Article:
The mainstream mortgage market may be lurching from one crisis to another, but the high net worth home loan sector has been immune to such struggles and continues to prosper. As the Eurozone uncertainty rumbles on, foreign investors are pouring into London’s prime property arena in their droves and asking prices are edging up each month while average residential values remain stagnant. But while top end estate agents and mortgage brokerages are revelling in this boom period, they are also restricted by the finite number of prime properties in London’s premium postcodes and are struggling to keep pace with demand. Occasionally new prime developments come onto the market like the penthouses at the top of the Shard or the apartments at One Hyde Park, but they are few and far between meaning that property specialists are struggling to accommodate waiting lists of wealthy buyers as many other established top-end properties stay in well-to-do families for generations.
An increasingly common way round this conundrum is to think outside the box and consider properties that may not be large family dwellings in their current state. It is possible to purchase buildings which house a number of apartments or flats and convert them into single abodes, but this is a logistical nightmare. Apart from the obvious difficulty in having to buy out all the existing tenants – many of whom won’t want to move – these types of developments often fall foul of council planning departments who are reluctant to reduce the housing numbers in their area.
Instead, savvy speculators are snapping up low yielding commercial units and earmarking them for future residential use. It may not be immediately possible to convert the usage of such listings, but developers in the know are acquiring such properties with a short lease, sitting on them until this contract runs out, then converting them to residential properties once this occurs. While councils can often be reluctant to allow residential buildings to be converted into commercial units, there is rarely any opposition when the conversion is in the opposite direction.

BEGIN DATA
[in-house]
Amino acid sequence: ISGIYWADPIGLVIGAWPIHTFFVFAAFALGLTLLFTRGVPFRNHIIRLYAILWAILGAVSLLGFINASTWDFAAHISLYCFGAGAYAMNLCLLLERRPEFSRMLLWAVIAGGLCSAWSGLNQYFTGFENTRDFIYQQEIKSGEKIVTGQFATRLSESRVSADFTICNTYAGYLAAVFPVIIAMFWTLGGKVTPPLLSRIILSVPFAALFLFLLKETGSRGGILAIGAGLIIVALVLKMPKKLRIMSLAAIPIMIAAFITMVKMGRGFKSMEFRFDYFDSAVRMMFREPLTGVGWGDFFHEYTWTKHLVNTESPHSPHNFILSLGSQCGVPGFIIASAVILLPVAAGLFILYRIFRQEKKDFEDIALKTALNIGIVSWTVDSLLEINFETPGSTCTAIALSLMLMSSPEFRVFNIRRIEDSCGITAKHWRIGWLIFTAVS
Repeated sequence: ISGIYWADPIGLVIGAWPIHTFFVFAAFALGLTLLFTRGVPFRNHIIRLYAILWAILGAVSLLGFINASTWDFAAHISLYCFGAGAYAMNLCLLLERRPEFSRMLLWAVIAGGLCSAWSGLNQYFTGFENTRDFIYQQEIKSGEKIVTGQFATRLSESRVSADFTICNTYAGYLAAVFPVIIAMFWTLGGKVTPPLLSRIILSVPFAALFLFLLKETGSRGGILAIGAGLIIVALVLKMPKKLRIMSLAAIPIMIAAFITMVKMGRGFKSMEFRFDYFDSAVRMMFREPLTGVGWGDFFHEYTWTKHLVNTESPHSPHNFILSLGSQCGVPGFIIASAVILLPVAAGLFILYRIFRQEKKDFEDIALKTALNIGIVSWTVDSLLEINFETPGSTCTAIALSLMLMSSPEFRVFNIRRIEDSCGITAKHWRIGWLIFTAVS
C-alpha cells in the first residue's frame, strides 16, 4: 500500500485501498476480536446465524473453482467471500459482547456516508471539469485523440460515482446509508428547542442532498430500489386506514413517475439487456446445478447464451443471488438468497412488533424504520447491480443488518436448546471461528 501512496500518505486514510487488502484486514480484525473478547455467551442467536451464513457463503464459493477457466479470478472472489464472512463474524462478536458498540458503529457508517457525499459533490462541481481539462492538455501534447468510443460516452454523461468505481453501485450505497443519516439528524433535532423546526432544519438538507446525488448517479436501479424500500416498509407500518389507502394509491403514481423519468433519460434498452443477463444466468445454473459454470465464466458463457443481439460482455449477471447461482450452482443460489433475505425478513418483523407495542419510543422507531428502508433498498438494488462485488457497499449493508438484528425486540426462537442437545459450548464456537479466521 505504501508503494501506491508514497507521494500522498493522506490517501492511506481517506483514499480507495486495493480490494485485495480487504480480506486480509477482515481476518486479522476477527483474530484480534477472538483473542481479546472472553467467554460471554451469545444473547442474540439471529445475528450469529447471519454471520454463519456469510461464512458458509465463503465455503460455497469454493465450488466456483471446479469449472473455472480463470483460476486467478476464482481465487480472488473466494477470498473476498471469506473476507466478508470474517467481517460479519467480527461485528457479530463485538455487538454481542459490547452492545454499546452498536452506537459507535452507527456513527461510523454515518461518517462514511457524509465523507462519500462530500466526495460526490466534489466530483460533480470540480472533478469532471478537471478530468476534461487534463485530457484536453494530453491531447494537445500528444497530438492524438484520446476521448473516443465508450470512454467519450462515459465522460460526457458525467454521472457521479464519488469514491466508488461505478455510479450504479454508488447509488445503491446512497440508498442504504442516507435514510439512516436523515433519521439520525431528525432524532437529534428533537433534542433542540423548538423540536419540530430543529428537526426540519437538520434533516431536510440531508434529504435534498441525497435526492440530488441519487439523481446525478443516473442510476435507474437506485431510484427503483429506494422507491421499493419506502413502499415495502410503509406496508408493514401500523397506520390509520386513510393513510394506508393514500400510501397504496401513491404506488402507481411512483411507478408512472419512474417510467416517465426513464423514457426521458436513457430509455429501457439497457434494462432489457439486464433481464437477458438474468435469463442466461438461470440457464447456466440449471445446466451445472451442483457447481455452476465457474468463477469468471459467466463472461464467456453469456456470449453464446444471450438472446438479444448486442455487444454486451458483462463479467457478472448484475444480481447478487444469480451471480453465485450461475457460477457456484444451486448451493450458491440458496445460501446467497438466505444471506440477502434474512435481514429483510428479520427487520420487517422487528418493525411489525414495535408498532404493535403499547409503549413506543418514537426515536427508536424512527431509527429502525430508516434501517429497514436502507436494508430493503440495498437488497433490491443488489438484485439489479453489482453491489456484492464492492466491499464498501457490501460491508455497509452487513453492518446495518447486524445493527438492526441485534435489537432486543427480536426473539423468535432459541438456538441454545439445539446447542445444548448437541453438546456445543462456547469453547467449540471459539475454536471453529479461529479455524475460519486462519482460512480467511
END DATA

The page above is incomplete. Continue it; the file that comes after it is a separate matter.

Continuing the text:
While the high-end boutiques and bakeries which line Mayfair’s streets haven’t felt the global financial squeeze’s pinch as hard as their high street contemporaries have in the same way that the prime property market continues to outpace its mainstream peer, there are still ample opportunities for development in the right locations. The kind of wealthy investors behind such conversions aren’t often used to taking no for an answer, so there are often ways to make projects work after some monetary and logistical negotiations.
As with any obstacle in business, there are ways round the problem if you consider alternative approaches and that is just what property developers are doing in and around London’s prime heartland. No sector or company likes to turn away potential customers because they can’t give them what they need, so by undertaking commercial to residential conversions, canny contractors are helping to meet record demand for prime property.